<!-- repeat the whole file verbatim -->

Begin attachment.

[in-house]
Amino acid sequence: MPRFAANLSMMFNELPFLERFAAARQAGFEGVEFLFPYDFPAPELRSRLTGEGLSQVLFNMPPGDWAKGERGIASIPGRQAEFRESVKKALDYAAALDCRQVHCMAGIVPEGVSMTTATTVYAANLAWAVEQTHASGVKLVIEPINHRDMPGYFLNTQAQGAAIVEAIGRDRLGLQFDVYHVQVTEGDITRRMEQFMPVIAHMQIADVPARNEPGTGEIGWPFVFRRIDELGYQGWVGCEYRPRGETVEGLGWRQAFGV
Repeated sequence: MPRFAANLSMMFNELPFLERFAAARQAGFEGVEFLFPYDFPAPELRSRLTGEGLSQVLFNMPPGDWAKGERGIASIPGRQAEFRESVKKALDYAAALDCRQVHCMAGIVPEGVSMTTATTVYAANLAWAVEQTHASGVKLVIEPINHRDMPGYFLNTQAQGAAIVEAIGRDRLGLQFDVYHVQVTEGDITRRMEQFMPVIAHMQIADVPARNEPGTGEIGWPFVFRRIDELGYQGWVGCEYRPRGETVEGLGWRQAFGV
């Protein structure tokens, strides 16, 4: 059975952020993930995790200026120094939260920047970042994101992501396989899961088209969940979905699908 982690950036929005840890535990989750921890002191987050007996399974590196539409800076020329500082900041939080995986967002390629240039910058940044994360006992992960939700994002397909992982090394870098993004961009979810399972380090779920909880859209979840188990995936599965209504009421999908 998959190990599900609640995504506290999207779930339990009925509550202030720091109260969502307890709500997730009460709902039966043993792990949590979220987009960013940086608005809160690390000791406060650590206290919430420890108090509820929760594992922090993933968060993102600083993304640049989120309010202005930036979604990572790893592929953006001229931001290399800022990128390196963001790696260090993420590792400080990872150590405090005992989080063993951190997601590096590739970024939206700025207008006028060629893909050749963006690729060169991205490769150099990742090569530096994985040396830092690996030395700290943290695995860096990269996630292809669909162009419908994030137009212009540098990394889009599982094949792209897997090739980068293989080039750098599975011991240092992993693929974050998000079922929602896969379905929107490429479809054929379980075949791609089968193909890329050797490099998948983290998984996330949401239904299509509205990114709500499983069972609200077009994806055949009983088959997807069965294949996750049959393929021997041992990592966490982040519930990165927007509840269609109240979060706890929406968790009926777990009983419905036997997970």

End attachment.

[in-house]
Amino acid sequence: MPRFAANLSMMFNELPFLERFAAARQAGFEGVEFLFPYDFPAPELRSRLTGEGLSQVLFNMPPGDWAKGERGIASIPGRQAEFRESVKKALDYAAALDCRQVHCMAGIVPEGVSMTTATTVYAANLAWAVEQTHASGVKLVIEPINHRDMPGYFLNTQAQGAAIVEAIGRDRLGLQFDVYHVQVTEGDITRRMEQFMPVIAHMQIADVPARNEPGTGEIGWPFVFRRIDELGYQGWVGCEYRPRGETVEGLGWRQAFGV
Repeated sequence: MPRFAANLSMMFNELPFLERFAAARQAGFEGVEFLFPYDFPAPELRSRLTGEGLSQVLFNMPPGDWAKGERGIASIPGRQAEFRESVKKALDYAAALDCRQVHCMAGIVPEGVSMTTATTVYAANLAWAVEQTHASGVKLVIEPINHRDMPGYFLNTQAQGAAIVEAIGRDRLGLQFDVYHVQVTEGDITRRMEQFMPVIAHMQIADVPARNEPGTGEIGWPFVFRRIDELGYQGWVGCEYRPRGETVEGLGWRQAFGV
């Protein structure tokens, strides 16, 4: 059975952020993930995790200026120094939260920047970042994101992501396989899961088209969940979905699908 982690950036929005840890535990989750921890002191987050007996399974590196539409800076020329500082900041939080995986967002390629240039910058940044994360006992992960939700994002397909992982090394870098993004961009979810399972380090779920909880859209979840188990995936599965209504009421999908 998959190990599900609640995504506290999207779930339990009925509550202030720091109260969502307890709500997730009460709902039966043993792990949590979220987009960013940086608005809160690390000791406060650590206290919430420890108090509820929760594992922090993933968060993102600083993304640049989120309010202005930036979604990572790893592929953006001229931001290399800022990128390196963001790696260090993420590792400080990872150590405090005992989080063993951190997601590096590739970024939206700025207008006028060629893909050749963006690729060169991205490769150099990742090569530096994985040396830092690996030395700290943290695995860096990269996630292809669909162009419908994030137009212009540098990394889009599982094949792209897997090739980068293989080039750098599975011991240092992993693929974050998000079922929602896969379905929107490429479809054929379980075949791609089968193909890329050797490099998948983290998984996330949401239904299509509205990114709500499983069972609200077009994806055949009983088959997807069965294949996750049959393929021997041992990592966490982040519930990165927007509840269609109240979060706890929406968790009926777990009983419905036997997970």